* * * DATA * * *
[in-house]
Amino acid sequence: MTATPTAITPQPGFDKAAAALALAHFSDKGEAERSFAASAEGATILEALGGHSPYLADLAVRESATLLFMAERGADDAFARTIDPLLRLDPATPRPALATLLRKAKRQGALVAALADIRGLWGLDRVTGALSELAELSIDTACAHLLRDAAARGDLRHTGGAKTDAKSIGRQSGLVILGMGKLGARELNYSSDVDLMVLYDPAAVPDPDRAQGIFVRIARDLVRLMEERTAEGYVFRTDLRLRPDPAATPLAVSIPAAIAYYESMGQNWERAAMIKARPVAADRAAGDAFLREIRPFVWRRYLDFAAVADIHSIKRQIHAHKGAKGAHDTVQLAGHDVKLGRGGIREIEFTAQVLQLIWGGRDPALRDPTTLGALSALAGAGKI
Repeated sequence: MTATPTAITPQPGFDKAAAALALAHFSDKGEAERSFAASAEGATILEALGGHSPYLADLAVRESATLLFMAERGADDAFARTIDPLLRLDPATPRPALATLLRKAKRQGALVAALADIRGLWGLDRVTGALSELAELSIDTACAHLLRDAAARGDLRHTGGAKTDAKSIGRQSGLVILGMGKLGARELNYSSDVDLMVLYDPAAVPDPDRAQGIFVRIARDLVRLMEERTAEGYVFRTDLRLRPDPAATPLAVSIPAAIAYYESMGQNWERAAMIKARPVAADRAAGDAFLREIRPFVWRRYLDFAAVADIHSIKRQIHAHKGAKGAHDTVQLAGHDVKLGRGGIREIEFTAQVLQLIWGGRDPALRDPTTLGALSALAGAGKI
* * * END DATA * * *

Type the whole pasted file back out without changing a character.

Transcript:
[in-house]
Amino acid sequence: MTATPTAITPQPGFDKAAAALALAHFSDKGEAERSFAASAEGATILEALGGHSPYLADLAVRESATLLFMAERGADDAFARTIDPLLRLDPATPRPALATLLRKAKRQGALVAALADIRGLWGLDRVTGALSELAELSIDTACAHLLRDAAARGDLRHTGGAKTDAKSIGRQSGLVILGMGKLGARELNYSSDVDLMVLYDPAAVPDPDRAQGIFVRIARDLVRLMEERTAEGYVFRTDLRLRPDPAATPLAVSIPAAIAYYESMGQNWERAAMIKARPVAADRAAGDAFLREIRPFVWRRYLDFAAVADIHSIKRQIHAHKGAKGAHDTVQLAGHDVKLGRGGIREIEFTAQVLQLIWGGRDPALRDPTTLGALSALAGAGKI
Repeated sequence: MTATPTAITPQPGFDKAAAALALAHFSDKGEAERSFAASAEGATILEALGGHSPYLADLAVRESATLLFMAERGADDAFARTIDPLLRLDPATPRPALATLLRKAKRQGALVAALADIRGLWGLDRVTGALSELAELSIDTACAHLLRDAAARGDLRHTGGAKTDAKSIGRQSGLVILGMGKLGARELNYSSDVDLMVLYDPAAVPDPDRAQGIFVRIARDLVRLMEERTAEGYVFRTDLRLRPDPAATPLAVSIPAAIAYYESMGQNWERAAMIKARPVAADRAAGDAFLREIRPFVWRRYLDFAAVADIHSIKRQIHAHKGAKGAHDTVQLAGHDVKLGRGGIREIEFTAQVLQLIWGGRDPALRDPTTLGALSALAGAGKI